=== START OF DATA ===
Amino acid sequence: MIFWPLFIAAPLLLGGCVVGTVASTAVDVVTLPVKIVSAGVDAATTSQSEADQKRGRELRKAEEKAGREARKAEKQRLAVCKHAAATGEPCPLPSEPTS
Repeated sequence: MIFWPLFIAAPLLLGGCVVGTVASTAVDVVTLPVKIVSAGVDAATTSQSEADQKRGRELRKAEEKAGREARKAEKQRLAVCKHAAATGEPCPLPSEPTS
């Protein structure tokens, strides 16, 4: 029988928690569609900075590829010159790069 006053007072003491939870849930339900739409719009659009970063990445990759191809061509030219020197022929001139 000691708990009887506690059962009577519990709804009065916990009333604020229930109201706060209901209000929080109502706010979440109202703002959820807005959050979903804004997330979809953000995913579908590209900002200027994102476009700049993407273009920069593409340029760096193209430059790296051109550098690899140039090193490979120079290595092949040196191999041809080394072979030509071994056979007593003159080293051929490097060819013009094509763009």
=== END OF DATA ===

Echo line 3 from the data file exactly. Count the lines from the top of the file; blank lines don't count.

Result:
């Protein structure tokens, strides 16, 4: 029988928690569609900075590829010159790069 006053007072003491939870849930339900739409719009659009970063990445990759191809061509030219020197022929001139 000691708990009887506690059962009577519990709804009065916990009333604020229930109201706060209901209000929080109502706010979440109202703002959820807005959050979903804004997330979809953000995913579908590209900002200027994102476009700049993407273009920069593409340029760096193209430059790296051109550098690899140039090193490979120079290595092949040196191999041809080394072979030509071994056979007593003159080293051929490097060819013009094509763009």